India has extended a waiver of transmission fees for renewable hydrogen power manufacturing facilities commissioned before January 2031, as it seeks to become the world’s cheapest producer of the fuel, a government official said.

Hydrogen facilities are facilities that produce, store and distribute hydrogen, a clean and versatile energy carrier. These facilities use various methods to produce hydrogen, including electrolysis, steam methane reforming, and coal gasification. 

Hydrogen can be used as fuel for vehicles, power generation, and industrial processes, and it has the potential to play a significant role in the transition to a low-carbon energy system.

Hydrogen facilities typically include hydrogen production plants, storage tanks, and distribution pipelines. The hydrogen produced at these facilities can be compressed and stored in tanks or transported through pipelines to end users. 

Hydrogen can also be produced on-site using small-scale production units, such as electrolyzers, which convert water into hydrogen using electricity.

The measure is expected to reduce the cost of green hydrogen – hydrogen produced by dividing water using electricity from renewables – by a fifth.

The move will make more green hydrogen manufacturing projects eligible for the 25-year waiver of transmission charges, previously available for projects set up before July 2025, said the source, who declined to be identified because he is not authorized to speak to media.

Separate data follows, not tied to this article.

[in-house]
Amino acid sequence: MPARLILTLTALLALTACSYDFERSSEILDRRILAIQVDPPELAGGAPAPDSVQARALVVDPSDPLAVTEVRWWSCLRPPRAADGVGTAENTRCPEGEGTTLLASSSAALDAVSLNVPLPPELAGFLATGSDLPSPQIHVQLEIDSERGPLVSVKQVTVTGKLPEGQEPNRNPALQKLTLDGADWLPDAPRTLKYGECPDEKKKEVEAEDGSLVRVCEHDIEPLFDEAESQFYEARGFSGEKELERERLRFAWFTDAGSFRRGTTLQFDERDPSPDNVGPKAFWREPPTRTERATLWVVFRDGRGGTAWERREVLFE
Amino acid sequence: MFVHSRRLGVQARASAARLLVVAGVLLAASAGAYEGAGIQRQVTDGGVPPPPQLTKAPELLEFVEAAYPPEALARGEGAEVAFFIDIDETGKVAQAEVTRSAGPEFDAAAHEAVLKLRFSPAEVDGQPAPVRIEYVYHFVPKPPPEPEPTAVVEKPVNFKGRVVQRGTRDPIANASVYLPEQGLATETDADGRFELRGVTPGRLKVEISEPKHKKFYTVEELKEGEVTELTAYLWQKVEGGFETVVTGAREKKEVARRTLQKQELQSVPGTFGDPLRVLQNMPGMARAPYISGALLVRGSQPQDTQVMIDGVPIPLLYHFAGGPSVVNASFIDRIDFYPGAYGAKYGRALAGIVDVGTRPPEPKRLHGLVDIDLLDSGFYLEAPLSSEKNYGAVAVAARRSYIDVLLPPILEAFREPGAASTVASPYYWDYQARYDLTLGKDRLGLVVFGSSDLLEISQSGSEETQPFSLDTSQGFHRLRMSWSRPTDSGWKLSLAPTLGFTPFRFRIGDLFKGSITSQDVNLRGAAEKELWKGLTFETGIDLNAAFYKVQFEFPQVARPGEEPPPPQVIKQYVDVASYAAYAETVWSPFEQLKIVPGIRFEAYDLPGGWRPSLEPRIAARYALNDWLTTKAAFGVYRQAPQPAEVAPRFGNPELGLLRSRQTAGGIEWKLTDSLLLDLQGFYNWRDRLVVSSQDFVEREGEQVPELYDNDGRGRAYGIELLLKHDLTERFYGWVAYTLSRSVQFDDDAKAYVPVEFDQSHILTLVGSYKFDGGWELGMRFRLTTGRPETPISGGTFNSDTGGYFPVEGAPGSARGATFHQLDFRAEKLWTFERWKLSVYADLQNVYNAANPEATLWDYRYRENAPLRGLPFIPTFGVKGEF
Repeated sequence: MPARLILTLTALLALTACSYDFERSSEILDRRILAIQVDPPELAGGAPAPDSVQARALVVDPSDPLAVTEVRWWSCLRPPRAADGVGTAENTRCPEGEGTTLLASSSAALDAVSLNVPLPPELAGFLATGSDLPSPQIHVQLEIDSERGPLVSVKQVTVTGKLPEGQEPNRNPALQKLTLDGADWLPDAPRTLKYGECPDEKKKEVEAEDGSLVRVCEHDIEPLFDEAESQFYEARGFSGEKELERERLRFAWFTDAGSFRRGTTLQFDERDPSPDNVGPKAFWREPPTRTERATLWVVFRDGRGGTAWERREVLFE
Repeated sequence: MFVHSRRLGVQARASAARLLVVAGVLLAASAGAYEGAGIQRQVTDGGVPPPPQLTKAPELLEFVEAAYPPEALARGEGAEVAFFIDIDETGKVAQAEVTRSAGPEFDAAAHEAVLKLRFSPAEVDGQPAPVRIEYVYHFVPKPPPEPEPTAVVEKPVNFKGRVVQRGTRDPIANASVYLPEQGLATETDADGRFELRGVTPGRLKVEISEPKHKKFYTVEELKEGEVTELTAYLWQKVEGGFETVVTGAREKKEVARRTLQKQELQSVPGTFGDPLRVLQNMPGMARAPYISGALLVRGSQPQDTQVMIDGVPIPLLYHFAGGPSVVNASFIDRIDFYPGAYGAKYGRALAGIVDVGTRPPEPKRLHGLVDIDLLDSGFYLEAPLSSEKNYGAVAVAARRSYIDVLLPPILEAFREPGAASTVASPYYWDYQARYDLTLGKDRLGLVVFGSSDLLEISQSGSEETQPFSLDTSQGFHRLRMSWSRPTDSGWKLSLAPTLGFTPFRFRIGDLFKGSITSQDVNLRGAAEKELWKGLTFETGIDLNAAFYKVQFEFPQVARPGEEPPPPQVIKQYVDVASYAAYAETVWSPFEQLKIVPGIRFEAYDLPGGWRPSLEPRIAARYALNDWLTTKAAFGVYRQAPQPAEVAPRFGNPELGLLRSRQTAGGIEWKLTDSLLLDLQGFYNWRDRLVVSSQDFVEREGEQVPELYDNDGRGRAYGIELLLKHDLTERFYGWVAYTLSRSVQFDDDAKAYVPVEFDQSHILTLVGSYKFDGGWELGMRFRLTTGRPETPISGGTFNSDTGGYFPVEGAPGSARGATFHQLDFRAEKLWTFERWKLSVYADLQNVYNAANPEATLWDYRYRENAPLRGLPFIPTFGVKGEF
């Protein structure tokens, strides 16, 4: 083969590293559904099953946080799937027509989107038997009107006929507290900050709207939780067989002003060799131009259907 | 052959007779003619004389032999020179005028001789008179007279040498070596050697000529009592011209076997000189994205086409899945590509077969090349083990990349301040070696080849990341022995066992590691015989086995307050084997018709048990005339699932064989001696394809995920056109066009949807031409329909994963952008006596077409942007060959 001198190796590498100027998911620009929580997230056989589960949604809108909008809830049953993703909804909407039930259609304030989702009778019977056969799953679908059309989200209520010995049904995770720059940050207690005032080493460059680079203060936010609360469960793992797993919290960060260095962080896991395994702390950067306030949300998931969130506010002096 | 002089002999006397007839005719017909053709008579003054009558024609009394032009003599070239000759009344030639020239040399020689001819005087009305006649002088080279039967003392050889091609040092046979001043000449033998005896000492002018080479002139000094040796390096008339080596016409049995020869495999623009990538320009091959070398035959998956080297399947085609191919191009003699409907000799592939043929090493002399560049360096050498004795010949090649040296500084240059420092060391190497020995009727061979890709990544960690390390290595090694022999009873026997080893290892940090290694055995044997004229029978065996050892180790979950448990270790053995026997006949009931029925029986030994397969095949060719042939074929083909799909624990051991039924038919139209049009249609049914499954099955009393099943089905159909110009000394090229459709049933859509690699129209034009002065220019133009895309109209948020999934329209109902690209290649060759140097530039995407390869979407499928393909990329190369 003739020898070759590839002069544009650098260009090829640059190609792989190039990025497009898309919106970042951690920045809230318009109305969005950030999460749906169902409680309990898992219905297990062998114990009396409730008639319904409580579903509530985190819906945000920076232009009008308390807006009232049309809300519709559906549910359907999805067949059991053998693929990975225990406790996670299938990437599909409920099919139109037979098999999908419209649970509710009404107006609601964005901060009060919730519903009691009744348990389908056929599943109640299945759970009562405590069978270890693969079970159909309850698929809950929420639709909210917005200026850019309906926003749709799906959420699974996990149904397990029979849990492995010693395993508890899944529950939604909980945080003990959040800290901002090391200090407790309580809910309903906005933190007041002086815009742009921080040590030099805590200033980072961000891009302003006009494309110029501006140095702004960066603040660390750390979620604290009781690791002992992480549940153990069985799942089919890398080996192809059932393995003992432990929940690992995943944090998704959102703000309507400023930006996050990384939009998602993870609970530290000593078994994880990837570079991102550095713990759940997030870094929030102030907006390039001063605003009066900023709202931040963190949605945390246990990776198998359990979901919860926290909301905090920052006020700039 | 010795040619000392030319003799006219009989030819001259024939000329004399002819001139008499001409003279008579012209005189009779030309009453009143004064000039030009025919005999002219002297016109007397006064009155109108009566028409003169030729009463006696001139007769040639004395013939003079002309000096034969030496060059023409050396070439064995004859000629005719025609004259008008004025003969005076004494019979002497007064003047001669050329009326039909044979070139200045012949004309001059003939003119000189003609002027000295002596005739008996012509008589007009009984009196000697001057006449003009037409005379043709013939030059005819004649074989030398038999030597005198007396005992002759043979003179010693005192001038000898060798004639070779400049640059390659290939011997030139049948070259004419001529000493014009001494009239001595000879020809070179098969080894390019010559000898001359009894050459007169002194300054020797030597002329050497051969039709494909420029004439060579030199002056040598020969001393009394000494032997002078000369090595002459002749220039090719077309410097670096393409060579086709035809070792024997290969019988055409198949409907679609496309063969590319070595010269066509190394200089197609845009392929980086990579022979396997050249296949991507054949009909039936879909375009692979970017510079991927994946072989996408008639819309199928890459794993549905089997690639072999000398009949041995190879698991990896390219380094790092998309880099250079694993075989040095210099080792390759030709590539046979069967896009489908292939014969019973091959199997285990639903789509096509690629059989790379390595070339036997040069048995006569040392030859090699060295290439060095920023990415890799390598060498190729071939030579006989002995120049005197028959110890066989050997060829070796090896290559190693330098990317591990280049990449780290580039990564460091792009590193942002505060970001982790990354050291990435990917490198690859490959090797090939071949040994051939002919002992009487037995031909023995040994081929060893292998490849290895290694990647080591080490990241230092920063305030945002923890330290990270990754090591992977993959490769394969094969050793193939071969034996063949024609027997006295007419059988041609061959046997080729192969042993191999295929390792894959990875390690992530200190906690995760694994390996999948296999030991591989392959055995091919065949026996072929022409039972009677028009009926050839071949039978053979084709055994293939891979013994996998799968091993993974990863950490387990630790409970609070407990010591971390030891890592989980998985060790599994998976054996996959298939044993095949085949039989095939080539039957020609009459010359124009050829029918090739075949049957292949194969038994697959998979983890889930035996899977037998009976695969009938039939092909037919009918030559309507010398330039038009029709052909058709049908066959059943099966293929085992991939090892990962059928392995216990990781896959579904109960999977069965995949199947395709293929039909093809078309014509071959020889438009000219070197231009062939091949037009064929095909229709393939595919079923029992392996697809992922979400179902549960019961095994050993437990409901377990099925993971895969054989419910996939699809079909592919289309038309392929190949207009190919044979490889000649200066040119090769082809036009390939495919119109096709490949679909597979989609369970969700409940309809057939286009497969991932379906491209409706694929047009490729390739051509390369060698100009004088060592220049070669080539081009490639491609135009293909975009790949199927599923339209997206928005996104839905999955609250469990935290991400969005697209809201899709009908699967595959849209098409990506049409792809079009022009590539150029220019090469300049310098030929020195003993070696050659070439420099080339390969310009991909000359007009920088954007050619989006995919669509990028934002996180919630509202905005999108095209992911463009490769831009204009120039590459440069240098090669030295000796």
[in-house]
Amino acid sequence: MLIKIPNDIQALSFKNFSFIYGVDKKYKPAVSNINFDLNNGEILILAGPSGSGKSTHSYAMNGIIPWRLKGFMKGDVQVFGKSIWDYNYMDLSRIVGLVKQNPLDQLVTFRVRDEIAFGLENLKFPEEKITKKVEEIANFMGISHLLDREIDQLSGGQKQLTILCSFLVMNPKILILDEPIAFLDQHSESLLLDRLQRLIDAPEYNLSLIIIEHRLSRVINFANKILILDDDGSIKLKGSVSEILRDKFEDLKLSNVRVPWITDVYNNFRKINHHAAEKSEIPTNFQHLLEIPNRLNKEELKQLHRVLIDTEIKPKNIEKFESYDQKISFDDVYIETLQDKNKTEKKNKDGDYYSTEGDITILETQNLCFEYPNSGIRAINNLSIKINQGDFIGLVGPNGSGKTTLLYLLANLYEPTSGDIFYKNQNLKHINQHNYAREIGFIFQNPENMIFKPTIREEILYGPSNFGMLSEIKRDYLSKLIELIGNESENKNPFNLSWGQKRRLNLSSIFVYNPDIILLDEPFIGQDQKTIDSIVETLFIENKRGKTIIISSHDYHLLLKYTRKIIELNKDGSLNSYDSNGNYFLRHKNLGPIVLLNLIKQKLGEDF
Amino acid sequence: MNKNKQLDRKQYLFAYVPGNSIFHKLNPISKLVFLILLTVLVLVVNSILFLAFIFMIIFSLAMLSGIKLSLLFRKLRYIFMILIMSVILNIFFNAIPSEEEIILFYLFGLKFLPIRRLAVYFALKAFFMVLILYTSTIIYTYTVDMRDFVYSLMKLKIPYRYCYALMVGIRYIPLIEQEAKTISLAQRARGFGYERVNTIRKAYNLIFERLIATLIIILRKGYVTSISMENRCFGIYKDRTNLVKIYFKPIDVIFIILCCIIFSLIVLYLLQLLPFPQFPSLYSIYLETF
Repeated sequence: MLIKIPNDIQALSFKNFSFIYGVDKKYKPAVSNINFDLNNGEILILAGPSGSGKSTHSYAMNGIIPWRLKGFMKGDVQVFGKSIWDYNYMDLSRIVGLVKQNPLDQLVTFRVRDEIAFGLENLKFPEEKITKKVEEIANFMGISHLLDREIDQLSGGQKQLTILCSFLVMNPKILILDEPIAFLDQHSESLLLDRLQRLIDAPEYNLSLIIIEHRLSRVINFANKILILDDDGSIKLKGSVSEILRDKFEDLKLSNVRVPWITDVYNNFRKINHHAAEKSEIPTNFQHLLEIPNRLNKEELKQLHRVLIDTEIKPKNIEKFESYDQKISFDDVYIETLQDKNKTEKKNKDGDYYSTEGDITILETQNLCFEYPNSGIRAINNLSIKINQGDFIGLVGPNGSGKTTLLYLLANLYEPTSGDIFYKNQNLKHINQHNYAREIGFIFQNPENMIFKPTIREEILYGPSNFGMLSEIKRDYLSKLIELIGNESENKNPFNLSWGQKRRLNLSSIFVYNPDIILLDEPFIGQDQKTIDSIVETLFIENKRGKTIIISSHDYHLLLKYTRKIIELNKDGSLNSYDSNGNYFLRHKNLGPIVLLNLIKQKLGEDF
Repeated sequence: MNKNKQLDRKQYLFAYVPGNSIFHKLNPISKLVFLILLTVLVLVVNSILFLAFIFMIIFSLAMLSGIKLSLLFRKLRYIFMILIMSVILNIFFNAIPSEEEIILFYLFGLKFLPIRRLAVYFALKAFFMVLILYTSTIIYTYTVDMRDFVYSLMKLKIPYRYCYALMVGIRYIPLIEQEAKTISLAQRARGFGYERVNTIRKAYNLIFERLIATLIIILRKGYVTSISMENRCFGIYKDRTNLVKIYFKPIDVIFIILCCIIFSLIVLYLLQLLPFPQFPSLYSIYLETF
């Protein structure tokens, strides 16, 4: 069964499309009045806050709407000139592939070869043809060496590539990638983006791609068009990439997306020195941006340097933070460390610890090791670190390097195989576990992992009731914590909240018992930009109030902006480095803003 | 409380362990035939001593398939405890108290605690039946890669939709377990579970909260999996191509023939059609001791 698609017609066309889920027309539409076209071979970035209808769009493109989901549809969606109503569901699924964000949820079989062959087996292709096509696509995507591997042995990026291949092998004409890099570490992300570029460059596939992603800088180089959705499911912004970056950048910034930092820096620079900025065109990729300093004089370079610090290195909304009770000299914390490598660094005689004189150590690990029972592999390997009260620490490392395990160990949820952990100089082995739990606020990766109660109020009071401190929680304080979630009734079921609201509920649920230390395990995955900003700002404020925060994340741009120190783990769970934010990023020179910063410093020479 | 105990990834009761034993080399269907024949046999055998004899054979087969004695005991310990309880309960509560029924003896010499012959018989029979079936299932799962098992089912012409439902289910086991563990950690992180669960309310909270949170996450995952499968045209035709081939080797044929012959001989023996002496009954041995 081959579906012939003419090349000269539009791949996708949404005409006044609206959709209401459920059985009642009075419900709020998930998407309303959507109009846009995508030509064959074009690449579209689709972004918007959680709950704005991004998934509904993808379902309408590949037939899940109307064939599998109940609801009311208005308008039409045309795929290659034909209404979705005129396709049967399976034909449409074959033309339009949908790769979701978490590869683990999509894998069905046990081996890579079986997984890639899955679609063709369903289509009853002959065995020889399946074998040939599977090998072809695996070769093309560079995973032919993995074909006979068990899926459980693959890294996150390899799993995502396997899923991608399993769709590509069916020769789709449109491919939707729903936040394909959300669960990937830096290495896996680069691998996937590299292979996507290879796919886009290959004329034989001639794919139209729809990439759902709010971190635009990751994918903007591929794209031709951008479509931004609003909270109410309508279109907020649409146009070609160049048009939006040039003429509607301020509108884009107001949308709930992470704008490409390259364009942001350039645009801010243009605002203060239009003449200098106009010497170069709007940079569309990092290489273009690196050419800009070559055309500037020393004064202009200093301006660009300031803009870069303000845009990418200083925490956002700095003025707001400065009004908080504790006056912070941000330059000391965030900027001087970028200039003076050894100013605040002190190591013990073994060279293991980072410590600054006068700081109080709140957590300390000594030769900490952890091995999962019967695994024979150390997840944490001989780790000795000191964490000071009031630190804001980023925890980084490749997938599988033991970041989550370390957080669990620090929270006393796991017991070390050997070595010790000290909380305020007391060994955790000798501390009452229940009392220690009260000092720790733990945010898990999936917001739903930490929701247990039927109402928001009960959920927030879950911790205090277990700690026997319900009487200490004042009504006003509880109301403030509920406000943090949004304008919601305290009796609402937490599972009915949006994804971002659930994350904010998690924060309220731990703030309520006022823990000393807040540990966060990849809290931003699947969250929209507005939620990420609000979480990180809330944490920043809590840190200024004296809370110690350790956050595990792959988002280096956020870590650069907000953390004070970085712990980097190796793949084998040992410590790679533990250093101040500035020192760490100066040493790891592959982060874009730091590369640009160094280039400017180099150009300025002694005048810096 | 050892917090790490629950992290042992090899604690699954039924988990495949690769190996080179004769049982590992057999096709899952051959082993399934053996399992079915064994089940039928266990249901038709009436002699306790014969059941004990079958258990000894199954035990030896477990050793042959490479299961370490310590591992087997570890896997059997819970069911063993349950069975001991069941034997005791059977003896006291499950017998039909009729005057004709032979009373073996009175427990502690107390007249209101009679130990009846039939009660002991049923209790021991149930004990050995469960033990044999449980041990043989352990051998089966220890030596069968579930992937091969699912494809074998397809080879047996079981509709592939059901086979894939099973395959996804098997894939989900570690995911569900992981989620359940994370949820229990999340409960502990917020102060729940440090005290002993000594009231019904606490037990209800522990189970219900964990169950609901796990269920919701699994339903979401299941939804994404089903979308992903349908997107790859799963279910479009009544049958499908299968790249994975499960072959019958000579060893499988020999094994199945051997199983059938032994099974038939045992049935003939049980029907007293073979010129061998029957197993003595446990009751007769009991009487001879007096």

Building large-scale hydrogen and ammonia projects takes three to four years, and it was unlikely many would be commissioned by June 2025, the government official said.

The country aims to produce renewable hydrogen at the lowest rate in the world, at $1-$1.50 per kilogram, down from the present $4-$5 per kilogram.

Reliance Industries and Adani Enterprises have announced cost targets of $1 per kg by 2030.

Larsen & Toubro, Indian Oil, NTPC, JSW Energy, ReNew Power, and Acme Solar are a few other prominent Indian corporations that have announced plans to produce renewable hydrogen.

Renewable energy, including transmission, makes up 65%-70% of the expense of generating renewable hydrogen, according to industry estimates.

The inter-state transmission charges range from 1-2 rupees per unit of electricity transmitted. Every one rupee decrease in renewable energy costs reduces the cost of green hydrogen by 60 Indian rupees ($0.73), the official said.

The Ministry for New and renewable energy did not immediately respond to an email seeking comment.

India’s hydrogen mission is estimated to require investments worth 8 trillion Indian rupees ($98 billion) by 2030, including 125 gigawatts of non-fossil-based generation capacity and new transmission lines.

India also intends to grant green hydrogen producers incentives worth at least 10% of their costs under a $2 billion initiative scheduled to commence before the end of June.

The country opposes diluting the definition of green hydrogen to include fuel derived from low-carbon energy, as some developed nations have proposed in G20 meetings, Power and Renewable Energy Minister R K Singh recently told Reuters.